Ambroise de Villiers
- Date of Brass:
- Abbey of Notre-Dame-du-Val (lost)
- Seine et Oise
- Incised slab
In 1890, the text of a contract for an incised slab was published in France by Albert des Méloizes in Bulletin monumental. Contracts for monuments are much less rare in France than in Britain, as they were officially recorded as legal documents and some of those records survive. In this case it is the original contract rather than the official record of it that survived. While very large numbers of incised slabs survived both the wars of religion and the French revolution, not to mention church renovations and rebuildings, many others did not. Amongst their number was the slab commemorating Ambroise de Villiers de l'Isle-
Ambroise de Villiers de l'Isle-
The inscription around three sides of the slab to Ambroise de Villiers records some of the positions he held, including councillor of the Duke of Bourbonnois and Auvergne and master of the waters and woods of the forest of the county of Clermont
Cy gist noble home Ambroys de Villers en son vivant seigneur de Valengouiart conseiller de monsr le duc de Bourbonnois et dAuvergne son escuyer descurie et maistre des eaues et forest de la conté de Clermont qui trespassa le xxe jor du moys de decembre lan mil ve et trois. Priez dieu pour son ame.
Guillaume Bourcier's contract for Ambroise's slab was made with another of Ambroise's brothers, Louis, Bishop of Beauvais, who was later commemorated by a brass at Beauvais signed by another Paris tombier (tomb maker), Mathieu le Moine. The slab was to be of 'lyais', the usual limestone or calcaire used in that area for incised monuments. It was to be a large one, ten feet long by five feet wide and five inches thick. It was to show an armed man in an heraldic tabard with his hands joined (in prayer). They were to be of alabaster, as were his face and tabard. Either side of the figure were to be shafts with apostles set side by side under canopies and above a large pinnacle with many agels and the figure of Abraham holding a soul. In the corners were to be the symbols of the Evangelists. The whole was to be as good or better than the picture Bourcier had shown Louis de Villiers, which was signed by two notaries. The tomb was to be delivered by Bourcier to the abbey by St John the Baptist's day. The prices was to be seventy golds crowns, with Bourcier receiving an advance of three crowns and the contract was agreed on 20 March 1503/4. Accompanying the contract was the final receipt dated 3 August 1504.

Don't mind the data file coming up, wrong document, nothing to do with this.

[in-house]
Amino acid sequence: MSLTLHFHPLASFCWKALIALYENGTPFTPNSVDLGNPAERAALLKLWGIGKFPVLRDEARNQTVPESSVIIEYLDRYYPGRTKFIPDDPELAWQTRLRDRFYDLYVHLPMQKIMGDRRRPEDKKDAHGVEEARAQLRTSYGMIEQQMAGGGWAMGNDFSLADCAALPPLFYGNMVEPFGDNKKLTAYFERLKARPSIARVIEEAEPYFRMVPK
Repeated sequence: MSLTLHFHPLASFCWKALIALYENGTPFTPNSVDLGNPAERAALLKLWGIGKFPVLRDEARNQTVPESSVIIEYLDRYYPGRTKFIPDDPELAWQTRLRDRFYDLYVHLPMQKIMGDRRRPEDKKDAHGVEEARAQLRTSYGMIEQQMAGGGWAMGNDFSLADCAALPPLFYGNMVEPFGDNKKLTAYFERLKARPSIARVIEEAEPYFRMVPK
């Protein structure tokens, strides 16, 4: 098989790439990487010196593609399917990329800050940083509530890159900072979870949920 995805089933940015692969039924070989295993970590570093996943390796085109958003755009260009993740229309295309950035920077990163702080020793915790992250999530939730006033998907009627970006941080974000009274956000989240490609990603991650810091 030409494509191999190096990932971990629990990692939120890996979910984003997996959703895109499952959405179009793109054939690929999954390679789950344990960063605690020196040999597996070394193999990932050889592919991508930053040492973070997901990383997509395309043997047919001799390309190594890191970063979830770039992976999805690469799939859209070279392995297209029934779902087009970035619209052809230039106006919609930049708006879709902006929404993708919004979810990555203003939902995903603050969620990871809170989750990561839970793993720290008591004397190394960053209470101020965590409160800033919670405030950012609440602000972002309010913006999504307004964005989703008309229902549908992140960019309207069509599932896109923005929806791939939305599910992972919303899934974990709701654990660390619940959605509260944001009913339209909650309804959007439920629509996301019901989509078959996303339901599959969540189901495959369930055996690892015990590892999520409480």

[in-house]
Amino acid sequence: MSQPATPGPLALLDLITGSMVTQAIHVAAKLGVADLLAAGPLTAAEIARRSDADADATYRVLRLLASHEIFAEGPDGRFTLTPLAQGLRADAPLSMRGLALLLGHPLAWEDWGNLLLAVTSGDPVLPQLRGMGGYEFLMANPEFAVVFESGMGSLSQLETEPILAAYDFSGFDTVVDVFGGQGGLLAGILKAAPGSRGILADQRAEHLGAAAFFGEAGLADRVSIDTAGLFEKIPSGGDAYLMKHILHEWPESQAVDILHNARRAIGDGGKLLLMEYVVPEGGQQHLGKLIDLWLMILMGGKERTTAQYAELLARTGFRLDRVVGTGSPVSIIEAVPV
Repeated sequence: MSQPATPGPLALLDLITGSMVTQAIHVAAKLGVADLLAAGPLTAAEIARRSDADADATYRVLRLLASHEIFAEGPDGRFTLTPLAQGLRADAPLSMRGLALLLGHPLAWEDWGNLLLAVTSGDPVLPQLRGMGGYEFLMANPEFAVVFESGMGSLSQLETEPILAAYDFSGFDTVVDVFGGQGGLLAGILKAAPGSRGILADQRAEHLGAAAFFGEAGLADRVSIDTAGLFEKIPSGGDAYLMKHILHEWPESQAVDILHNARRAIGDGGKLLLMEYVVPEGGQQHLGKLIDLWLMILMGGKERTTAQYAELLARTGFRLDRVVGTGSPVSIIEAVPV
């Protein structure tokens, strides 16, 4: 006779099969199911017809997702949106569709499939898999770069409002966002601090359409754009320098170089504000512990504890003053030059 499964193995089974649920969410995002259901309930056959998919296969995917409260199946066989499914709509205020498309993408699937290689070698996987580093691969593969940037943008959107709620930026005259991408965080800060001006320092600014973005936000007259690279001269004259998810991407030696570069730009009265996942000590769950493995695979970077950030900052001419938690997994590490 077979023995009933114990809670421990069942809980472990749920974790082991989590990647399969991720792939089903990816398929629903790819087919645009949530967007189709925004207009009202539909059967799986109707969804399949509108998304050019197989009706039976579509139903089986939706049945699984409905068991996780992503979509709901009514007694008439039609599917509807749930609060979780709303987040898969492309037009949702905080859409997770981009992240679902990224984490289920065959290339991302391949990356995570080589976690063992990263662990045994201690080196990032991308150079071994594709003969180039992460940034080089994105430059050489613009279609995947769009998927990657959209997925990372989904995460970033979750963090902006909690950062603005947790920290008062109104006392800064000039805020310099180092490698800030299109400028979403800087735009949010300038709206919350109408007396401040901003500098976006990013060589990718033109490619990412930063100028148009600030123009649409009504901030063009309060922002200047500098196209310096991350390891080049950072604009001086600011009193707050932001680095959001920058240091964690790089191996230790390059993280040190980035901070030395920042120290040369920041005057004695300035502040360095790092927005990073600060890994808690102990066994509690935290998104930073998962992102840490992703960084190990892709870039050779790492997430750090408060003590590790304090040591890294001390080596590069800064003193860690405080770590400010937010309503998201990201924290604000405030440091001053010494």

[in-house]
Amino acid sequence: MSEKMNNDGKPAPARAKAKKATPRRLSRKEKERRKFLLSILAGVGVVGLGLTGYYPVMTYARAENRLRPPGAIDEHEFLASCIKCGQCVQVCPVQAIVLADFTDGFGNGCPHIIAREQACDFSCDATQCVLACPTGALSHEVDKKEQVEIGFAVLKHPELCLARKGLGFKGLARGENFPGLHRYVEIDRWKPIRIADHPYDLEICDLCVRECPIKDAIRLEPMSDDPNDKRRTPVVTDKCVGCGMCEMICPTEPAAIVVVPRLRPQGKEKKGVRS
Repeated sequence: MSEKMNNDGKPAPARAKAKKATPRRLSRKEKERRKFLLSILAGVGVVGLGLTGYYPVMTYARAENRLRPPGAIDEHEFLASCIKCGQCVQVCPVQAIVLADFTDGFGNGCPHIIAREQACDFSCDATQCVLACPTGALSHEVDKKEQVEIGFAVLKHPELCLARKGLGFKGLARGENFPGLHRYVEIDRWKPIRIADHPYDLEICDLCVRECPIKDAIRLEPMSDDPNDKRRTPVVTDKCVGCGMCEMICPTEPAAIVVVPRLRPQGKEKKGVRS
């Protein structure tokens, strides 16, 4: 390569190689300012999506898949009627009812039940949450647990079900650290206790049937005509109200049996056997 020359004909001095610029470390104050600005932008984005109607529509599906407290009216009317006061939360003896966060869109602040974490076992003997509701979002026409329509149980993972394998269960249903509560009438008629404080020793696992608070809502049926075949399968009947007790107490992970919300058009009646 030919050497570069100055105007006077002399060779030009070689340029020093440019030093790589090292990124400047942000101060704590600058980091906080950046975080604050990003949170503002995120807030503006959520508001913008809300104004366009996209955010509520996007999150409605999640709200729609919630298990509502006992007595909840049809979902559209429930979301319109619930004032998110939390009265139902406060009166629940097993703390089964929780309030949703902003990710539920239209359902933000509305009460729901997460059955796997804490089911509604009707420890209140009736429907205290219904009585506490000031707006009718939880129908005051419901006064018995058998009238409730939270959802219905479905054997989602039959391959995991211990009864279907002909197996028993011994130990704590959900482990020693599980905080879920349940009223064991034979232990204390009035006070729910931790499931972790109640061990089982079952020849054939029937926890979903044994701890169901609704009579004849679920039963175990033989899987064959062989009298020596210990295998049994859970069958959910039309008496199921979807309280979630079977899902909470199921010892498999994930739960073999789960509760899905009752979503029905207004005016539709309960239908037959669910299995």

Bulletin Monumental, vol 56 (1890), pages 416-
F. Guilhermy, Inscriptions de la France du Ve siècle au XVIIIe, vol 2 (1875), accessed as http://www.archive.org/stream/inscriptionsdel03lastgoog
Copyright: Jon Bayliss
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